Disability advocate Sharon Shapiro-Lacks wants plastic straw bans to be more inclusive.
“When I go to an establishment that says, sorry we’re instructed not to have straws, I feel like they don’t want me as a customer. I feel discriminated against,” she explained. “The solution is so easy. All you have to do is have a decent supply of traditional plastic, bendable straws within reach for anyone who specifically requests a plastic straw.”
More and more companies have announced bans on plastic straws in an effort to curb single-use plastic’s effect on the environment. But disability groups say plastic straws are necessary for some. Alternative materials like paper weaken when wet and are hard to control. And metal straws run the risk of burning its user when used for hot drinks, and can also chip teeth if a person’s disability causes them to bite down.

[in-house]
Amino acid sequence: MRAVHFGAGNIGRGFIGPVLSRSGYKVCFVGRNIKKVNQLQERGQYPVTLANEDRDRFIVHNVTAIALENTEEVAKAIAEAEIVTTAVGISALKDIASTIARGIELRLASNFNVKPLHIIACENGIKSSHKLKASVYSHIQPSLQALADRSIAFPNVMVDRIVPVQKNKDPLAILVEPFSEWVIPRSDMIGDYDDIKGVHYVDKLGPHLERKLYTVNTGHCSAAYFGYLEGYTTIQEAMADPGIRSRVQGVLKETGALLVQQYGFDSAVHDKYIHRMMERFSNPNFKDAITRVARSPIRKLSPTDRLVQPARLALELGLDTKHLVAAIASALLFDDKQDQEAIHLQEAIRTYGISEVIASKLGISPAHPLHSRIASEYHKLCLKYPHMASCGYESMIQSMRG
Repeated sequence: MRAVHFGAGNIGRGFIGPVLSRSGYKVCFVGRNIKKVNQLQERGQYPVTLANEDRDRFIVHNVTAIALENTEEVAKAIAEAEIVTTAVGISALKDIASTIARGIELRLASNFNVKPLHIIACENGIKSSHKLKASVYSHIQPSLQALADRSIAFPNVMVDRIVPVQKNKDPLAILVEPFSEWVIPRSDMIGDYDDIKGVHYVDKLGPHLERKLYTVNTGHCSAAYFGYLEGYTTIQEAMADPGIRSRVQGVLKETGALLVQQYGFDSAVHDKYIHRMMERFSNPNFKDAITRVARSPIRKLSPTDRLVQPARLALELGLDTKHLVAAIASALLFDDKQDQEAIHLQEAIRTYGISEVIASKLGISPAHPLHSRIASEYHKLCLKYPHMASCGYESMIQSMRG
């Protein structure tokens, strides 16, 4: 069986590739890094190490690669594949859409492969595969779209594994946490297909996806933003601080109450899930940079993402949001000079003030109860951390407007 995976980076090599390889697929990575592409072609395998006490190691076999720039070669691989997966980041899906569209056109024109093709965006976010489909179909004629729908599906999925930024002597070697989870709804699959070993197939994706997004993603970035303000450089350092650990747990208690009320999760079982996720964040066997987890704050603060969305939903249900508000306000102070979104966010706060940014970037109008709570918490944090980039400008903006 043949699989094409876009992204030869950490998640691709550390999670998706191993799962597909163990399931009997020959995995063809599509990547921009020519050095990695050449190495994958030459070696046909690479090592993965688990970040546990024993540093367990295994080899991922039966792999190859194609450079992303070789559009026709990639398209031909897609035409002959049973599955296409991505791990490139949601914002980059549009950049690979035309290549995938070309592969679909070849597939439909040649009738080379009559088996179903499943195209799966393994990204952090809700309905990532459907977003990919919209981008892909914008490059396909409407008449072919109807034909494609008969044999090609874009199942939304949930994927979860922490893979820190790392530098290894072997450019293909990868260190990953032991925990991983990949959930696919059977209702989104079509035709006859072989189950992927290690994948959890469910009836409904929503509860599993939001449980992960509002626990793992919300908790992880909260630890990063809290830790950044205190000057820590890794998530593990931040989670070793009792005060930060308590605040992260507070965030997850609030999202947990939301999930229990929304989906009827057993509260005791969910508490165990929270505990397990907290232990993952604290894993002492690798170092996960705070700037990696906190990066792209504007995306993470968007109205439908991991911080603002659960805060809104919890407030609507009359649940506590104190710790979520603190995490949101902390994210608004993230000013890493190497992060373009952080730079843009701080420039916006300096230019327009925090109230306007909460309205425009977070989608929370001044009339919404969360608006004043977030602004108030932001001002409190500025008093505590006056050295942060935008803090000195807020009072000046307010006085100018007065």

Shapiro-Lacks, who is the executive director of the Yad HaChazakah Jewish Disability Empowerment Center, is trying to appeal to society’s social conscious that forgets the disability community in its fight to protect the environment.
“Instead of saying there are solutions out there, and trying to convince us that this may work or that can work, just believe us. Allow us to request plastic straws,” she said.